Dodgers attendance is down over 7,000 per game

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Attendance is down across baseball this year. On average it’s down on the order of a few hundred a game. In Los Angeles, however, things are way worse: 7,268 fans a game off the 2010 pace for the Dodgers.  And, as Steve Dilbeck reminds us, that’s just in official attendance, not actual turnstile numbers, which Major League Baseball doesn’t report.  Dodger Stadium has looked way emptier than the numbers suggest.

Dillbeck suspects, based on comments to his blog, that there’s a fan boycott afoot related to the McCourt fiasco. I’m somewhat skeptical simply because fan boycotts rarely if ever gain real traction, even if organized and endorsed by influential media voices (ask the talk radio people who tried to organize them with respect to the Mets and the Detroit Lions in recent years).  Yes, I’m sure there are some people avoiding games in Los Angeles because of their McCourt distaste, but I bet the pall cast Bryan Stow beating, the unexciting hot stove season for the Dodgers and the middling-at-best prospects for the playoffs this year have more to do with it.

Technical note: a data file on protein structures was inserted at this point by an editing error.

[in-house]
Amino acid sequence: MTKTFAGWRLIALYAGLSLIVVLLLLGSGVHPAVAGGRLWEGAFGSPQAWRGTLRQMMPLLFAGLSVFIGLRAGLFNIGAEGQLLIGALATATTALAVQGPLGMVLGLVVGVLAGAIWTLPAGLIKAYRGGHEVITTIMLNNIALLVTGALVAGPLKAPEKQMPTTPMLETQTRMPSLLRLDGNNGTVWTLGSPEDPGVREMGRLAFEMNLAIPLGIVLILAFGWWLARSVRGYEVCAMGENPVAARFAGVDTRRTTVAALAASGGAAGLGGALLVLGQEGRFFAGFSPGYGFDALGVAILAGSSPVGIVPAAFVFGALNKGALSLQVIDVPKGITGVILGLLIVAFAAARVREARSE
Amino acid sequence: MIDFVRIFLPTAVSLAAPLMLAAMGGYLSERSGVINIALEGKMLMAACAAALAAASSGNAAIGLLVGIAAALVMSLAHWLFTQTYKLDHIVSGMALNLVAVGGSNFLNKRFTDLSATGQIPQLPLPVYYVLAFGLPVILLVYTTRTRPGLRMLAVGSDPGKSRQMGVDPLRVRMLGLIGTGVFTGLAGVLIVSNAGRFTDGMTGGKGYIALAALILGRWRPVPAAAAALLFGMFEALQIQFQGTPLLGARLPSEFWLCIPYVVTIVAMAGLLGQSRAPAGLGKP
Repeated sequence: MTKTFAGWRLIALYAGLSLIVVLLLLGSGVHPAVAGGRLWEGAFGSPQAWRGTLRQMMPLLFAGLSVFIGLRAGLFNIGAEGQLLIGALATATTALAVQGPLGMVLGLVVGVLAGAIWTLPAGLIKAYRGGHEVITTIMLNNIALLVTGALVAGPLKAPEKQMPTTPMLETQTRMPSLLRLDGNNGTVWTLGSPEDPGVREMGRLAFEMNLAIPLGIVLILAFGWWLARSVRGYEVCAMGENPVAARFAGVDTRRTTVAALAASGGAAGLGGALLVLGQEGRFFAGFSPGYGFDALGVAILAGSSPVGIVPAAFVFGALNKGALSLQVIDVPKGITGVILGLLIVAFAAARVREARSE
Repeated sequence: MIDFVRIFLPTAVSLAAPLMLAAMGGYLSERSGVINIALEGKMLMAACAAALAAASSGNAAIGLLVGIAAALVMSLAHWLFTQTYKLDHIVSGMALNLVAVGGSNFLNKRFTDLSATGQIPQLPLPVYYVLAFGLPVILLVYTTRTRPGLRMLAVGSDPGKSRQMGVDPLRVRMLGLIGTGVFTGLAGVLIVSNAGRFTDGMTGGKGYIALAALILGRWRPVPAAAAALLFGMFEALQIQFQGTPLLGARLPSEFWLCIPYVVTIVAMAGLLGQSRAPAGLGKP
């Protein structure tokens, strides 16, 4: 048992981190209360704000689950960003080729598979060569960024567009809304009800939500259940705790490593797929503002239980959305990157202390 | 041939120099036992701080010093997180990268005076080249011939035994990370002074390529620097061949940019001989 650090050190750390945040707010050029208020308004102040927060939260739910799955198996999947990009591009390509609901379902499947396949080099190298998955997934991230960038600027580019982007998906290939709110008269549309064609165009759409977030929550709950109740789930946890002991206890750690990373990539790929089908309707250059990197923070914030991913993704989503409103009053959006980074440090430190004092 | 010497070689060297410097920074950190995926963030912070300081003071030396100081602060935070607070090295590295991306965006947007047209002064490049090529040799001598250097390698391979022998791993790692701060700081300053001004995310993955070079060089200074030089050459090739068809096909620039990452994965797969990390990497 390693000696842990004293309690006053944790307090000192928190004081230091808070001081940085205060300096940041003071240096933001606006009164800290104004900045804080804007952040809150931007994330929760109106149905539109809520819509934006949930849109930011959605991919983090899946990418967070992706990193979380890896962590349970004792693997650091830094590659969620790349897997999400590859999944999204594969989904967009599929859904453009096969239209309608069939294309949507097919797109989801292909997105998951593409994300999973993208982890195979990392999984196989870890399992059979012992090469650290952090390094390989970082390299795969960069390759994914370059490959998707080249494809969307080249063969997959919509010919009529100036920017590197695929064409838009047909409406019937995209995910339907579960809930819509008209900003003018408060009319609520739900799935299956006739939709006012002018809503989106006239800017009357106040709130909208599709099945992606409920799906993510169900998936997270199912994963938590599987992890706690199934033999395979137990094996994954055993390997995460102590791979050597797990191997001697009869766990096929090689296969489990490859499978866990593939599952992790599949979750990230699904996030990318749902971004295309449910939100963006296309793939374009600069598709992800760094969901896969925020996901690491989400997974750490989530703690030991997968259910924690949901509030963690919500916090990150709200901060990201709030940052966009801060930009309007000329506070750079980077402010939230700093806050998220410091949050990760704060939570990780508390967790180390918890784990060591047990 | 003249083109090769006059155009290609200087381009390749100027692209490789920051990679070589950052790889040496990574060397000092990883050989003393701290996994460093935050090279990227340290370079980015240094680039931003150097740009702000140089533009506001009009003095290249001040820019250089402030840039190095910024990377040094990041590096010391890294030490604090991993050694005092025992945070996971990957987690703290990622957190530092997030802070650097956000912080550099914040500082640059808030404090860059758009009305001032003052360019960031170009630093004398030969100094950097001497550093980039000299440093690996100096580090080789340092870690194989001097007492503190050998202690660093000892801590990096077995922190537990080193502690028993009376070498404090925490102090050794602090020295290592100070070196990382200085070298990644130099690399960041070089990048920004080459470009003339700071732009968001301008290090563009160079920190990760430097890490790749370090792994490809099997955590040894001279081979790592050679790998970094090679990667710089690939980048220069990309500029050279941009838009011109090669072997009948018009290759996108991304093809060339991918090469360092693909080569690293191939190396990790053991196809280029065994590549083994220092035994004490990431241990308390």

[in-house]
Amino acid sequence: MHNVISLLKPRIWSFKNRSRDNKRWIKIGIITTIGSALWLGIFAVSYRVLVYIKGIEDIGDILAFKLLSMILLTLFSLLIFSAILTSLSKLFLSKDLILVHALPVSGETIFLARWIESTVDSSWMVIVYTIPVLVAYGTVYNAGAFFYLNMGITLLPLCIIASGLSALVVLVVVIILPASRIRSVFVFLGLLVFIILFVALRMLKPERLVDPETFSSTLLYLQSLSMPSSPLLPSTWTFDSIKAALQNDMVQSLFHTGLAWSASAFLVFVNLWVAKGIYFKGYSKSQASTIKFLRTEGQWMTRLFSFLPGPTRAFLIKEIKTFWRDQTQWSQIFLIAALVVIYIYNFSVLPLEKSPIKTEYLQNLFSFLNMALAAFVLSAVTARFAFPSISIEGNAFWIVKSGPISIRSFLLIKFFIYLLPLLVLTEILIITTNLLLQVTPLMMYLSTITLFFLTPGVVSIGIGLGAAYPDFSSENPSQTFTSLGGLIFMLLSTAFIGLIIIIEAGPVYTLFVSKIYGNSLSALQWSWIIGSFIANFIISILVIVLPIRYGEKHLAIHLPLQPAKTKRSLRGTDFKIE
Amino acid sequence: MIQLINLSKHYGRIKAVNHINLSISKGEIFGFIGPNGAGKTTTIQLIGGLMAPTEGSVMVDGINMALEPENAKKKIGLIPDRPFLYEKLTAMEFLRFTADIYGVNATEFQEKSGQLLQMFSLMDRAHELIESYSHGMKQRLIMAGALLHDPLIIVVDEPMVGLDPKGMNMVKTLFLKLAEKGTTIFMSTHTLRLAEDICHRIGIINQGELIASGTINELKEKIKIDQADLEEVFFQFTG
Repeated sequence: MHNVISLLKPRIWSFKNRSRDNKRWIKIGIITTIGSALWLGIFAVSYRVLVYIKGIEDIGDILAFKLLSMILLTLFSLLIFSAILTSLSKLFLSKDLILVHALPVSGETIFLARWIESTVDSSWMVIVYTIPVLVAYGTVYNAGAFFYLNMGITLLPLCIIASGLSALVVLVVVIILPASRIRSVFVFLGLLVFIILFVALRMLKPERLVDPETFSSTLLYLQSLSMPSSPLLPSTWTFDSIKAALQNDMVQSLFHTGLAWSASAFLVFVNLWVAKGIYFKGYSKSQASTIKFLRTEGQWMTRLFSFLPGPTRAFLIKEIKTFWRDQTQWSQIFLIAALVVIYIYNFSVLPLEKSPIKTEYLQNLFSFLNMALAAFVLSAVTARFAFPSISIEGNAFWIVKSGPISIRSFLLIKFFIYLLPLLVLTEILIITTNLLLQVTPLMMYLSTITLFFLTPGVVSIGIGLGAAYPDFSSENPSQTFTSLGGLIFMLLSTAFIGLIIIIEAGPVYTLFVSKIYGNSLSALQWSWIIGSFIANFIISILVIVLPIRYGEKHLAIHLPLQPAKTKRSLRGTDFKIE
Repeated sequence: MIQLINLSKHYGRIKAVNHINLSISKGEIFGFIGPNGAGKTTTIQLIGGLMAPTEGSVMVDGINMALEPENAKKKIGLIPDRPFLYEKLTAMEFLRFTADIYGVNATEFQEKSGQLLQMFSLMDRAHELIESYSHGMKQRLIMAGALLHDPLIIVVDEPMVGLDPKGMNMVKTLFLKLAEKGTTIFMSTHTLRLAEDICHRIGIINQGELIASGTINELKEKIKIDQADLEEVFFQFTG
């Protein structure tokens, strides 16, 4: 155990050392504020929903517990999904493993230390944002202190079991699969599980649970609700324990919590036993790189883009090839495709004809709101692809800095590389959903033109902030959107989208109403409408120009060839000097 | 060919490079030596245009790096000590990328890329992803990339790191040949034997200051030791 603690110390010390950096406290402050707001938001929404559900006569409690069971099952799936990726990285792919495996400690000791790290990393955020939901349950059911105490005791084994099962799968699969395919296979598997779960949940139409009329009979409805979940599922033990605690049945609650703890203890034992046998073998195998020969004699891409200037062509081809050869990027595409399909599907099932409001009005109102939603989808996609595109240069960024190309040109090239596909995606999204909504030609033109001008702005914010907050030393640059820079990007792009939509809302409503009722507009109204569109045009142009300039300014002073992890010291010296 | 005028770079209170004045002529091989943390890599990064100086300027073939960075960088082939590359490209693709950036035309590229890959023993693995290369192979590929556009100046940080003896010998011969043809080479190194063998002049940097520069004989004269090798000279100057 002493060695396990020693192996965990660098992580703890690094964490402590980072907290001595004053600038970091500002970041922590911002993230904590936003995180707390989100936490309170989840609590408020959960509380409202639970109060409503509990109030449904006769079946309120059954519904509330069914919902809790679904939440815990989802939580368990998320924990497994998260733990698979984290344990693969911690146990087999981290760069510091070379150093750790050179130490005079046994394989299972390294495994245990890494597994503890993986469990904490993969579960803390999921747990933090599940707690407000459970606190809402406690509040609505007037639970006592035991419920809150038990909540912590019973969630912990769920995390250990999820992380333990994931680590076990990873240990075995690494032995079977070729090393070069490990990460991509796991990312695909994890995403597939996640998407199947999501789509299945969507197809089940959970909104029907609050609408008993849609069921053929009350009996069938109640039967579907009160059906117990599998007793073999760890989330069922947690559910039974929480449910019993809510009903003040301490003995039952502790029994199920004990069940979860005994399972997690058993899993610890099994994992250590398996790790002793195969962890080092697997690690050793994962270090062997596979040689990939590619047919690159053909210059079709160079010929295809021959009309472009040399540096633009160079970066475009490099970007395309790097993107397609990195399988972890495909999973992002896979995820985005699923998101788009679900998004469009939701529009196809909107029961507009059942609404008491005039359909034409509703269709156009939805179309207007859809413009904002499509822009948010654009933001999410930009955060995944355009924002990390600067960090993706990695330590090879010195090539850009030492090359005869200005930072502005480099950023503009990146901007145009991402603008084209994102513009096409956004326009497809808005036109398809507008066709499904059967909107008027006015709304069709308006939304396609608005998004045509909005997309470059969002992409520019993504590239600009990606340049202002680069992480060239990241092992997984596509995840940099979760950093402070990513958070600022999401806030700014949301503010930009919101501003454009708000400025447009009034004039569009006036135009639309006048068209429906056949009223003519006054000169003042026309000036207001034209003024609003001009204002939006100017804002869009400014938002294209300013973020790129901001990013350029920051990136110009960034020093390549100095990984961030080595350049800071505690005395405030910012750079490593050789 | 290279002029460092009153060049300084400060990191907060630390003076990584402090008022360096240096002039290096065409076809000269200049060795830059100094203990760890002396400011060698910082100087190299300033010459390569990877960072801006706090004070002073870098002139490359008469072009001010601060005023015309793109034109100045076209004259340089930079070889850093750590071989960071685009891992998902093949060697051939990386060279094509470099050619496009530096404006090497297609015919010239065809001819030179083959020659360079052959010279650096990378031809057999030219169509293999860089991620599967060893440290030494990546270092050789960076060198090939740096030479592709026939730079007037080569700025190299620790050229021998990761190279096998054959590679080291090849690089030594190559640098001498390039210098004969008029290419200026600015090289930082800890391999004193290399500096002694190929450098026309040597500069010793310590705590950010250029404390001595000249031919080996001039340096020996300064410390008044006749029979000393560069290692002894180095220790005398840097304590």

But whether there truly is a boycott or not, I totally whiffed on a grandstanding opportunity.  After I wrote something about the McCourts last winter, one of my best friends sent me an email in which he — half-jokingly, but not really — suggested that I try to organize an anti-McCourt Dodgers’ boycott.  I think he had the best interests of my media profile in greater mind than the fate of the Dodgers, but man, if I had listened to him and done a half dozen posts arguing for such a boycott and maybe printing up t-shirts and stuff I could totally be claiming credit for the plunge in Dodgers attendance so far this year.  And now I could be issuing demands and getting phat talking head gigs on TV.

Sigh. Lost opportunities.

Manny Machado homers in return to Camden Yards

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Padres third baseman made his much anticipated return to Camden Yards on Tuesday, his first appearance there as a visiting player after signing a 10-year, $300 million contract with the Padres in February. The Orioles’ faithful gave Machado a standing ovation as he came to the plate for his first at-bat. He would strike out looking.

In Machado’s next at-bat, he crushed a first-pitch Jimmy Yacabonis fastball out to left-center field for a solo homer, boosting the Padres’ lead to 5-1. It marked Machado’s 100th career homer at Camden Yards.

Machado now has 17 homers on the season along with 48 RBI, 47 runs scored, and a .279/.355/.503 triple-slash line.